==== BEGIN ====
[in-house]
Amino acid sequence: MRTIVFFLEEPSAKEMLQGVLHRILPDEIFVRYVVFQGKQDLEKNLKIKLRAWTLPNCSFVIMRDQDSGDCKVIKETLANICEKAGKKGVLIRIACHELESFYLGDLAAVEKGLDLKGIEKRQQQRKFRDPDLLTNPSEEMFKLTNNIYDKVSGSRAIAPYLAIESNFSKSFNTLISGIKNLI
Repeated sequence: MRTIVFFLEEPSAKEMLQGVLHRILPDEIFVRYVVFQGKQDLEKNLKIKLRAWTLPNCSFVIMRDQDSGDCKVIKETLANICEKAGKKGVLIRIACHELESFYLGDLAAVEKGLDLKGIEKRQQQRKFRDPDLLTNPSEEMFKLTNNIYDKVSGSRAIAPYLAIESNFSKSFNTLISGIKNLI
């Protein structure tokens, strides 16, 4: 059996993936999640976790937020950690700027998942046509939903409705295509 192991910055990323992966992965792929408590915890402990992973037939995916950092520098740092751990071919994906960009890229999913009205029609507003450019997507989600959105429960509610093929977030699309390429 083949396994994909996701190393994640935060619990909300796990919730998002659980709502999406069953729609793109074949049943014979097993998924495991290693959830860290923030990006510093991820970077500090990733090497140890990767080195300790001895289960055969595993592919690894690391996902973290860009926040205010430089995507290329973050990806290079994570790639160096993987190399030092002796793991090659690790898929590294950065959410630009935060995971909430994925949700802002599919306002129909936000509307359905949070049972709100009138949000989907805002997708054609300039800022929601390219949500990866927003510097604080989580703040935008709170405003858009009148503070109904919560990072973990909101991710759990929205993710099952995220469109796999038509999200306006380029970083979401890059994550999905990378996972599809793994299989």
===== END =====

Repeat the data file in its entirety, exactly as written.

[in-house]
Amino acid sequence: MRTIVFFLEEPSAKEMLQGVLHRILPDEIFVRYVVFQGKQDLEKNLKIKLRAWTLPNCSFVIMRDQDSGDCKVIKETLANICEKAGKKGVLIRIACHELESFYLGDLAAVEKGLDLKGIEKRQQQRKFRDPDLLTNPSEEMFKLTNNIYDKVSGSRAIAPYLAIESNFSKSFNTLISGIKNLI
Repeated sequence: MRTIVFFLEEPSAKEMLQGVLHRILPDEIFVRYVVFQGKQDLEKNLKIKLRAWTLPNCSFVIMRDQDSGDCKVIKETLANICEKAGKKGVLIRIACHELESFYLGDLAAVEKGLDLKGIEKRQQQRKFRDPDLLTNPSEEMFKLTNNIYDKVSGSRAIAPYLAIESNFSKSFNTLISGIKNLI
């Protein structure tokens, strides 16, 4: 059996993936999640976790937020950690700027998942046509939903409705295509 192991910055990323992966992965792929408590915890402990992973037939995916950092520098740092751990071919994906960009890229999913009205029609507003450019997507989600959105429960509610093929977030699309390429 083949396994994909996701190393994640935060619990909300796990919730998002659980709502999406069953729609793109074949049943014979097993998924495991290693959830860290923030990006510093991820970077500090990733090497140890990767080195300790001895289960055969595993592919690894690391996902973290860009926040205010430089995507290329973050990806290079994570790639160096993987190399030092002796793991090659690790898929590294950065959410630009935060995971909430994925949700802002599919306002129909936000509307359905949070049972709100009138949000989907805002997708054609300039800022929601390219949500990866927003510097604080989580703040935008709170405003858009009148503070109904919560990072973990909101991710759990929205993710099952995220469109796999038509999200306006380029970083979401890059994550999905990378996972599809793994299989």